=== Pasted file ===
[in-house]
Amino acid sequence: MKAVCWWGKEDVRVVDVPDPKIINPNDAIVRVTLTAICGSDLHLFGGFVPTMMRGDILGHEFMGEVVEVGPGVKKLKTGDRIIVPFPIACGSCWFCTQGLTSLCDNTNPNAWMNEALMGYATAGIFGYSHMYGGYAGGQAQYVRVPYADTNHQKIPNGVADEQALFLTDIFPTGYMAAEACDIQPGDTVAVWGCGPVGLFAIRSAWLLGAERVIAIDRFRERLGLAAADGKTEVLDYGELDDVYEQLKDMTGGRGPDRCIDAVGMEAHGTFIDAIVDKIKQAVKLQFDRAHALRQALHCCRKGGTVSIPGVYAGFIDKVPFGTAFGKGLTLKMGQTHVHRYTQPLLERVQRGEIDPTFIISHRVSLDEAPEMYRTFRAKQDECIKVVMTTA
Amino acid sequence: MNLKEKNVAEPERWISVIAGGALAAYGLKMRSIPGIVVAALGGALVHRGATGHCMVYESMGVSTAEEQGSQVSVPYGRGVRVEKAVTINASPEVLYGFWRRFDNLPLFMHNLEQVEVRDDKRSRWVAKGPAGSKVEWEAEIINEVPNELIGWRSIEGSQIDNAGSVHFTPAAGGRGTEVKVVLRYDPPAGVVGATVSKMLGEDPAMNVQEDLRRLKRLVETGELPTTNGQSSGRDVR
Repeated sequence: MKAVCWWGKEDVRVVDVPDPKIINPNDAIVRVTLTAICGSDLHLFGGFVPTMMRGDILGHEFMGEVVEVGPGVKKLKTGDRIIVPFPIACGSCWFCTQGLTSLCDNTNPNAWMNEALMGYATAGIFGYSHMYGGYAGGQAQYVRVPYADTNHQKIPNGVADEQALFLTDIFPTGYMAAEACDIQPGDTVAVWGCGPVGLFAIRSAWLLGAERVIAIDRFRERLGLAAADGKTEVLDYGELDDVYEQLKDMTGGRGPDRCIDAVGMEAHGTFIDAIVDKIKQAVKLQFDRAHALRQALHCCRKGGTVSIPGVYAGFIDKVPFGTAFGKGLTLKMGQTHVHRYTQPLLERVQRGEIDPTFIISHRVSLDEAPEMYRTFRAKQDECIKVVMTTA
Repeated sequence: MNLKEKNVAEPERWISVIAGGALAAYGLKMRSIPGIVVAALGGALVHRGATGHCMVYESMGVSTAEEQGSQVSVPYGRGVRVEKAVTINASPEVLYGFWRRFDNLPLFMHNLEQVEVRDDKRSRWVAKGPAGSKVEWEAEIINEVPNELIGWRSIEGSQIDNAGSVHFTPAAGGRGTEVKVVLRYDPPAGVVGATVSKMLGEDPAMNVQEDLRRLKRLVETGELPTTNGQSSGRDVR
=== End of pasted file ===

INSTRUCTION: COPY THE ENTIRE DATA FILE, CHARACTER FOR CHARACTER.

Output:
[in-house]
Amino acid sequence: MKAVCWWGKEDVRVVDVPDPKIINPNDAIVRVTLTAICGSDLHLFGGFVPTMMRGDILGHEFMGEVVEVGPGVKKLKTGDRIIVPFPIACGSCWFCTQGLTSLCDNTNPNAWMNEALMGYATAGIFGYSHMYGGYAGGQAQYVRVPYADTNHQKIPNGVADEQALFLTDIFPTGYMAAEACDIQPGDTVAVWGCGPVGLFAIRSAWLLGAERVIAIDRFRERLGLAAADGKTEVLDYGELDDVYEQLKDMTGGRGPDRCIDAVGMEAHGTFIDAIVDKIKQAVKLQFDRAHALRQALHCCRKGGTVSIPGVYAGFIDKVPFGTAFGKGLTLKMGQTHVHRYTQPLLERVQRGEIDPTFIISHRVSLDEAPEMYRTFRAKQDECIKVVMTTA
Amino acid sequence: MNLKEKNVAEPERWISVIAGGALAAYGLKMRSIPGIVVAALGGALVHRGATGHCMVYESMGVSTAEEQGSQVSVPYGRGVRVEKAVTINASPEVLYGFWRRFDNLPLFMHNLEQVEVRDDKRSRWVAKGPAGSKVEWEAEIINEVPNELIGWRSIEGSQIDNAGSVHFTPAAGGRGTEVKVVLRYDPPAGVVGATVSKMLGEDPAMNVQEDLRRLKRLVETGELPTTNGQSSGRDVR
Repeated sequence: MKAVCWWGKEDVRVVDVPDPKIINPNDAIVRVTLTAICGSDLHLFGGFVPTMMRGDILGHEFMGEVVEVGPGVKKLKTGDRIIVPFPIACGSCWFCTQGLTSLCDNTNPNAWMNEALMGYATAGIFGYSHMYGGYAGGQAQYVRVPYADTNHQKIPNGVADEQALFLTDIFPTGYMAAEACDIQPGDTVAVWGCGPVGLFAIRSAWLLGAERVIAIDRFRERLGLAAADGKTEVLDYGELDDVYEQLKDMTGGRGPDRCIDAVGMEAHGTFIDAIVDKIKQAVKLQFDRAHALRQALHCCRKGGTVSIPGVYAGFIDKVPFGTAFGKGLTLKMGQTHVHRYTQPLLERVQRGEIDPTFIISHRVSLDEAPEMYRTFRAKQDECIKVVMTTA
Repeated sequence: MNLKEKNVAEPERWISVIAGGALAAYGLKMRSIPGIVVAALGGALVHRGATGHCMVYESMGVSTAEEQGSQVSVPYGRGVRVEKAVTINASPEVLYGFWRRFDNLPLFMHNLEQVEVRDDKRSRWVAKGPAGSKVEWEAEIINEVPNELIGWRSIEGSQIDNAGSVHFTPAAGGRGTEVKVVLRYDPPAGVVGATVSKMLGEDPAMNVQEDLRRLKRLVETGELPTTNGQSSGRDVR